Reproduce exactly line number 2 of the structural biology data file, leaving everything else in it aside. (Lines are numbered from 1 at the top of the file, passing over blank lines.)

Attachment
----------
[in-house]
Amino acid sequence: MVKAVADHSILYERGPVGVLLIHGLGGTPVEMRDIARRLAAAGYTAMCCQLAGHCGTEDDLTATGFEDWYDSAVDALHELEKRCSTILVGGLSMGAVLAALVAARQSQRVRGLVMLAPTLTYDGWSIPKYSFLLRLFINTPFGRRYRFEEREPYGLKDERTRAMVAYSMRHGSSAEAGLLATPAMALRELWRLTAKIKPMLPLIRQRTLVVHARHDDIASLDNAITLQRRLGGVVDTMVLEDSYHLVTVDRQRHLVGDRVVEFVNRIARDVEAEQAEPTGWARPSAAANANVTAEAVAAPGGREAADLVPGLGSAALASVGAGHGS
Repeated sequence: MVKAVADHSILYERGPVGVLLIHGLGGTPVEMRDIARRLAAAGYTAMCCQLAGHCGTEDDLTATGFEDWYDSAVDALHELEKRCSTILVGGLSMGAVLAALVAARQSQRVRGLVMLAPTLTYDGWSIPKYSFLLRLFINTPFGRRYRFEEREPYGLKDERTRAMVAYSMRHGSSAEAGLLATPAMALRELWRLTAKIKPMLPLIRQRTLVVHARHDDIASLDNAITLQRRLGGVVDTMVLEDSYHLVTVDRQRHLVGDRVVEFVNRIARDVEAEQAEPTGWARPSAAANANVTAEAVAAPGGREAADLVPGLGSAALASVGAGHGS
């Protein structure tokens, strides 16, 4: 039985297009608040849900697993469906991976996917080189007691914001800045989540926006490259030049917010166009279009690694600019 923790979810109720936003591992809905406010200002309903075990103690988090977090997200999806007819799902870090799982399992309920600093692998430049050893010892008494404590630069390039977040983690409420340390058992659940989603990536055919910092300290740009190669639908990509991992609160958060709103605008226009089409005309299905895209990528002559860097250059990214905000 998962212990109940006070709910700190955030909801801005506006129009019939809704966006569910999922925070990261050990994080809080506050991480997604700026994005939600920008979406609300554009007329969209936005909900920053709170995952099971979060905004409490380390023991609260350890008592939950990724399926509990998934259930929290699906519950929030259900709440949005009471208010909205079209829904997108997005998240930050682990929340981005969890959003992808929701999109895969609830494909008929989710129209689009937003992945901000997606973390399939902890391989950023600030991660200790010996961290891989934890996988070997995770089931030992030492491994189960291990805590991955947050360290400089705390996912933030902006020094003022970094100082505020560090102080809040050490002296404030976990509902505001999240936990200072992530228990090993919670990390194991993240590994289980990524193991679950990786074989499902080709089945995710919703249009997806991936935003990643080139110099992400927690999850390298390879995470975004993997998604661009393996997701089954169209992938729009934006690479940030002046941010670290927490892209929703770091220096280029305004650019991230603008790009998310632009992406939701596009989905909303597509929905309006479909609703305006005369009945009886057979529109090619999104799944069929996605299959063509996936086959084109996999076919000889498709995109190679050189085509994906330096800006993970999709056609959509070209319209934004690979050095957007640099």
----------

Amino acid sequence: MVKAVADHSILYERGPVGVLLIHGLGGTPVEMRDIARRLAAAGYTAMCCQLAGHCGTEDDLTATGFEDWYDSAVDALHELEKRCSTILVGGLSMGAVLAALVAARQSQRVRGLVMLAPTLTYDGWSIPKYSFLLRLFINTPFGRRYRFEEREPYGLKDERTRAMVAYSMRHGSSAEAGLLATPAMALRELWRLTAKIKPMLPLIRQRTLVVHARHDDIASLDNAITLQRRLGGVVDTMVLEDSYHLVTVDRQRHLVGDRVVEFVNRIARDVEAEQAEPTGWARPSAAANANVTAEAVAAPGGREAADLVPGLGSAALASVGAGHGS